By Alan Bean
I have been inspired by the story about how Elizabeth Eckford (the black woman walking stoically into Little Rock’s Central High School in 1959) and Hazel Bryan (the white woman in the rear screaming, “Go home to Africa, nigger!”) had bridged the racial divide and become best friends.
Not surprisingly, it isn’t that simple.
Racial reconciliation comes hard. Everybody needs to feel good about their people, their heritage, their roots. At least Sir Walter Scott thought so:
Breathes there there the man with soul so dead
Who never to himself hath said,
This is my own, my native land!
Whose heart hath ne’er within him burned,
As home his footsteps he hath turned
From wandering on a foreign strand!
If such there breathe, go, mark him well;
For him no minstrel raptures swell . . .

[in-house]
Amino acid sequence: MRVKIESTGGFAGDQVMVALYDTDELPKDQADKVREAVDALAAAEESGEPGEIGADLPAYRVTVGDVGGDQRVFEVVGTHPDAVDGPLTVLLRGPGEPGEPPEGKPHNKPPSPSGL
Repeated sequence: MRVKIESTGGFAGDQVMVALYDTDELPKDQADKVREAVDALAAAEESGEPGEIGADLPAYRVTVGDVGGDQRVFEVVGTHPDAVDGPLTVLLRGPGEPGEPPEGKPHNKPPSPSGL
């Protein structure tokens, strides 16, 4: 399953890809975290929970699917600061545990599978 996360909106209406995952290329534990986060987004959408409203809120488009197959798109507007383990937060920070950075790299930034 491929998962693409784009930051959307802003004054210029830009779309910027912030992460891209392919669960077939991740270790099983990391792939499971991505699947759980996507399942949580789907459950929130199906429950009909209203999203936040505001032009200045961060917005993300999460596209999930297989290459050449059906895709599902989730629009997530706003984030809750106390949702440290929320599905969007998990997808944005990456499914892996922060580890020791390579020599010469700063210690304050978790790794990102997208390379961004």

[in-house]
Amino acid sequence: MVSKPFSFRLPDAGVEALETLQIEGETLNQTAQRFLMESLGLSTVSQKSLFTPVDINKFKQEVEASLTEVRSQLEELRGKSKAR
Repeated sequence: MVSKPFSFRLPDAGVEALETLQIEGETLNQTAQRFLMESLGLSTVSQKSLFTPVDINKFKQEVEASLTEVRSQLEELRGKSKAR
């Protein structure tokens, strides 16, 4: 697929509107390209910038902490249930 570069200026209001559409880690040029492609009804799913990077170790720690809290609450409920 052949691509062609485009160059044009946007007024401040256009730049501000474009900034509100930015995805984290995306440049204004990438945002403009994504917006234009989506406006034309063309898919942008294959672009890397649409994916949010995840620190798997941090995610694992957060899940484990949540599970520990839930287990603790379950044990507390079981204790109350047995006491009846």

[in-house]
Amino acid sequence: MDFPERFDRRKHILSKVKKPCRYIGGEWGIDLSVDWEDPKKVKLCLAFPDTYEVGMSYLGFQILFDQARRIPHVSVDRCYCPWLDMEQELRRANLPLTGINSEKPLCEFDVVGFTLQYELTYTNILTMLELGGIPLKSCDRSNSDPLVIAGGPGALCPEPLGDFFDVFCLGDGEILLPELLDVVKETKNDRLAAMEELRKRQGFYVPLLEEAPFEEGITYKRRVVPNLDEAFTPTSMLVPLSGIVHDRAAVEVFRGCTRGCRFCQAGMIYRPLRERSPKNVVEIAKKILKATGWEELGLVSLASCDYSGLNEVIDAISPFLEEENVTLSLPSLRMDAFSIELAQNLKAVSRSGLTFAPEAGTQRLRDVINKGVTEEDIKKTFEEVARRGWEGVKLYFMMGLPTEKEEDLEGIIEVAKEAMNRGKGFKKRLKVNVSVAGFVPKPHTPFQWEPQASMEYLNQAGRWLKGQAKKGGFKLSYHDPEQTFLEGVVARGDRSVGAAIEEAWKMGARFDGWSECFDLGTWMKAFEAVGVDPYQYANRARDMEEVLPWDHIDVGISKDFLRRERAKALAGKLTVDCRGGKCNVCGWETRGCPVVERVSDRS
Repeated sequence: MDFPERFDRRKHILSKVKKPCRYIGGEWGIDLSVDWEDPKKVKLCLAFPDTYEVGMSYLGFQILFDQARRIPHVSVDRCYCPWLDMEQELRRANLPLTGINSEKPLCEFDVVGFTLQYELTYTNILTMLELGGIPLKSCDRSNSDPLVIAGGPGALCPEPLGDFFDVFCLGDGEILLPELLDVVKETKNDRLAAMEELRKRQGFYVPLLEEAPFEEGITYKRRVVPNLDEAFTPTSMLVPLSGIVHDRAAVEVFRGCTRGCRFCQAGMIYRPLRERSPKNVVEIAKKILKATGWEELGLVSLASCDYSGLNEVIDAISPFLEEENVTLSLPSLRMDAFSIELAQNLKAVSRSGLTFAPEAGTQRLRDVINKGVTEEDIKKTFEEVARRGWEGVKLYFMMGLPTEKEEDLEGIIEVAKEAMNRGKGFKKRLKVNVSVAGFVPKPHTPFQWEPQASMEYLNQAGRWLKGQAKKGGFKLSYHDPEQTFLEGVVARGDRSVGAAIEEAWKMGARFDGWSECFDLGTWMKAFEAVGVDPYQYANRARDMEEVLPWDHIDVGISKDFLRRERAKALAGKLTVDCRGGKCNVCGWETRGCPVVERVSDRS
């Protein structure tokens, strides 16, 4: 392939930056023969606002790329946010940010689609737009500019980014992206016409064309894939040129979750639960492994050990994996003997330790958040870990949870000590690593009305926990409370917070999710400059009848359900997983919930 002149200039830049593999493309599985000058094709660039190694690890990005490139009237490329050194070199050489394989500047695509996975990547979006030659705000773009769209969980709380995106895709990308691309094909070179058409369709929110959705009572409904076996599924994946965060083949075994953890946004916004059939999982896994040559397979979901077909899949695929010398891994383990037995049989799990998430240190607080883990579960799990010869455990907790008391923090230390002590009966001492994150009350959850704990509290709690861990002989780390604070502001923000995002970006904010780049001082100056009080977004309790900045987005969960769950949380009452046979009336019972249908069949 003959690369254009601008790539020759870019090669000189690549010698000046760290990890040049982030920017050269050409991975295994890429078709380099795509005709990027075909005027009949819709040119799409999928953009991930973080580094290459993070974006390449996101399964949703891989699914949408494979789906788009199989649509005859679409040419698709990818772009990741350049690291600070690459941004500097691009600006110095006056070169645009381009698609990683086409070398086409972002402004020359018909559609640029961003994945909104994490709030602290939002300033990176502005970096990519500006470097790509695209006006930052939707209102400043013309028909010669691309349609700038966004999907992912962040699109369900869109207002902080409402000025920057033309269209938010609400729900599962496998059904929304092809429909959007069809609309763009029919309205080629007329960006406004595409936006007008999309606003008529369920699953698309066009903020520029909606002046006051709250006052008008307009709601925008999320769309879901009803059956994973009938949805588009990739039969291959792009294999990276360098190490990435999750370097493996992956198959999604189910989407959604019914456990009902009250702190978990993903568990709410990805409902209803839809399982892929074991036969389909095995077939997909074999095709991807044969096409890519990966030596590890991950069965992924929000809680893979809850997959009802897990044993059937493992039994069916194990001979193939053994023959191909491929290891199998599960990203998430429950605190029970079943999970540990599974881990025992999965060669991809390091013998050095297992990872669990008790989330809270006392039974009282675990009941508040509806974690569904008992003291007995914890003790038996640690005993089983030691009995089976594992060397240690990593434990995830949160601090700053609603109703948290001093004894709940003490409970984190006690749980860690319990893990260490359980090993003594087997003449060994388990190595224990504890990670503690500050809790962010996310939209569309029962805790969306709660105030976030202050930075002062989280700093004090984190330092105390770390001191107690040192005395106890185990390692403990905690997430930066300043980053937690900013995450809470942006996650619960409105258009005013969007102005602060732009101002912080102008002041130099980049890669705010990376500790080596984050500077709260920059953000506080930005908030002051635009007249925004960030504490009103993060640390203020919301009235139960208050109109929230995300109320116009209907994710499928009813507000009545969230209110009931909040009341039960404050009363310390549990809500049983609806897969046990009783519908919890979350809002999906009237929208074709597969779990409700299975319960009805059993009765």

African Americans and American whites, particularly in the South, have a hard time feeling good about their ethnic heritage. Few Black Americans chose to come to this country. In most cases, their ancestors were hunted down like dogs, manacled, separated from family, culture and religion, stowed into the hulls of slave ships, transported across the Atlantic ocean, and put to work under the lash beneath a blazing son. The Emancipation Proclamation hardly improved their lot. In its own strange way, Jim Crow was every bit as degrading as slavery. (more…)